Family members of Tommy Le, the unarmed 20-year-old who was fatally shot by a King County sheriff's deputy last summer, filed a federal civil rights lawsuit against county officials on Tuesday.
Le’s family seeks more than $75,000 in compensatory damages for the death of Tommy Le, which they allege was caused by negligence on the part of Sheriff’s Deputy Caesar Molina and the failure of the King County Sheriff’s Office to adequately train officers in de-escalation techniques. The lawsuit also names as defendants former King County Sheriff John Urquhart and King County Executive Dow Constantine.
In addition, the complaint alleges that Le’s Asian heritage played a role in his death, claiming Molina engaged in “racially selective law enforcement." Le was Vietnamese American.
"Would a police officer have shot a white kid in Magnolia under these circumstances? Probably not,” said attorney Jeffrey Campiche at a press conference announcing the lawsuit. "We don’t want to say it, but it is true."
An autopsy report shows that Molina shot Le three times on June 14, with two bullets entering him through the back. Le died later that day at Harborview Medical Center. The events leading up to those fatal shots have been subject to dispute.
King County sheriff’s deputies responded to a late night 911 call from a witness who said Le threatened neighbors with a sharp object, and that it might be a knife. When two deputies arrived on the scene, a homeowner told them he fired a warning shot to stop Le from moving towards him, but it did not work. He told police that he went back into his home. Le then stabbed at his door with an object, saying he was “The Creator,” the homeowner alleged. As deputies questioned witnesses, one of them pointed out Le nearby. Both officers used their Tasers on Le to no avail. Then Molina fired the three shots at Le that would lead to his eventual death.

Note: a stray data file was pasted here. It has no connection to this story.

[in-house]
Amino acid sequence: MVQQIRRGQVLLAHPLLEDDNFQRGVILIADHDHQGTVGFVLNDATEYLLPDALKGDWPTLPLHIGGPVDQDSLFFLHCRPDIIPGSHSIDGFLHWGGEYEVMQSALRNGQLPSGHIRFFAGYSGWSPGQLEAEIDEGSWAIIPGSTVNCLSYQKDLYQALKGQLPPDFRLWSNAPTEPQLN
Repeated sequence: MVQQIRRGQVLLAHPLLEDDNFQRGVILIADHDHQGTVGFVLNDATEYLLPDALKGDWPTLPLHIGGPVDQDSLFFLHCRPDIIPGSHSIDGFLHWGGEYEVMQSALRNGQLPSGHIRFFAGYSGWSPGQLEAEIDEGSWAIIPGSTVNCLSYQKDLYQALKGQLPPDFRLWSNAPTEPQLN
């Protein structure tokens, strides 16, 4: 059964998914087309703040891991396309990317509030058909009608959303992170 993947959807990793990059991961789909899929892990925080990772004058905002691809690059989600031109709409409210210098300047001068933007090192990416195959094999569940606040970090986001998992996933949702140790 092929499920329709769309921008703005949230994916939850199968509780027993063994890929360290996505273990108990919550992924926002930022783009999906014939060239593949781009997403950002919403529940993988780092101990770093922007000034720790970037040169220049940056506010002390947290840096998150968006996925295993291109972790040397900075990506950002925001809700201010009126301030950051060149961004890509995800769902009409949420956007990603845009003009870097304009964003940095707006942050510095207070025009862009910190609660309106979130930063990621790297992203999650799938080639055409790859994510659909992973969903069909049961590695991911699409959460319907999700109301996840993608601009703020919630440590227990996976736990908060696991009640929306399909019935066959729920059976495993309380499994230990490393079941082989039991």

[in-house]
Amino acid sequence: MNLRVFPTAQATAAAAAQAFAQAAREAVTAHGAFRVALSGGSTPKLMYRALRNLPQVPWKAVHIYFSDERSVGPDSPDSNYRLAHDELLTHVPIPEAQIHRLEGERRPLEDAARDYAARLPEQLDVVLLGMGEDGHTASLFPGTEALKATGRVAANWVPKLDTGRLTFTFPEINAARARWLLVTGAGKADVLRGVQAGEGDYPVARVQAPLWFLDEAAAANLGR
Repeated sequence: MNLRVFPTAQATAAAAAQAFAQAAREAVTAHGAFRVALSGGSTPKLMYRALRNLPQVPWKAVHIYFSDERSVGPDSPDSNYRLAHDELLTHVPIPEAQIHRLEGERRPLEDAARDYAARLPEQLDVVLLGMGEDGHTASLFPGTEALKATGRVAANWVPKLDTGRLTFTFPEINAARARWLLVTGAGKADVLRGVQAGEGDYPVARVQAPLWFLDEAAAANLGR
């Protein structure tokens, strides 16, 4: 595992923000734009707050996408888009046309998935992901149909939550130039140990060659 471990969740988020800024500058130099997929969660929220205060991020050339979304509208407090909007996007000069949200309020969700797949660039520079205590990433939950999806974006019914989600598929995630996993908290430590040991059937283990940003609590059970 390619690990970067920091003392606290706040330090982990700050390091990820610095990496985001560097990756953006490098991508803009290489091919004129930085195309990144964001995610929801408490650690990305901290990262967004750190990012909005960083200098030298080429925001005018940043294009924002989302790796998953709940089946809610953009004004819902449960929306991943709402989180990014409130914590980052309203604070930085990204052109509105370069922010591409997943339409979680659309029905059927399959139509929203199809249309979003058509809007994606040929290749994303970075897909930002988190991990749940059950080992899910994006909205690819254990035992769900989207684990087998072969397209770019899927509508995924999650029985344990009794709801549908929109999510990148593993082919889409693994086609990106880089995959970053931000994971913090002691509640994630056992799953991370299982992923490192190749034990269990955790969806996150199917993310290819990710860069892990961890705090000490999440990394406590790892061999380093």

In the hours after the shooting, the King County Sheriff’s Office issued a press release saying that Le had attacked a homeowner with “a knife or some sort of sharp object in his hand.” Several media outlets reported as a fact that Le brandished a knife when he died. But more than a week later, the sheriff’s office issued another statement stating officers only recovered a pen from Le after a report by Seattle Weekly. Le’s family says that the sheriff’s office also told them privately that Le carried a pen.
The complaint states that the Sheriff’s Office's initial statement, as well as the meeting in which deputies told family members that Le was holding a knife when he died, constituted “intentional” or “reckless” behavior that went "beyond all possible bounds of decency and should be regarded as atrocious and utterly intolerable in a civilized community.”
A spokesperson for the King County Sheriff’s Office deferred questions about the lawsuit to the King County Prosecuting Attorney’s Office. A spokesperson for the prosecutor’s office declined to comment.
Le's family filed a claim, the first step towards a lawsuit, back in September. Since then, attorney Campiche told reporters, they haven't heard anything from the county.
Le’s death came amid a spate of high profile police shootings in the region. The same month, Seattle police officers fatally shot Charleena Lyles, a pregnant mother of four, and Kent officers killed Giovonn Joseph-McDade, a Green River College student.
In October, King County Executive Constantine ordered an inquest into the death of Le, the formal process that the county uses to determine the facts of fatal police shootings. Inquests do not determine guilt or innocence, but are used by prosecutors to determine whether to press charges against officers who use deadly force.
But recent scrutiny over the process, including from Le's family, led Constantine to put all inquests on halt as county officials study how the process can be improved.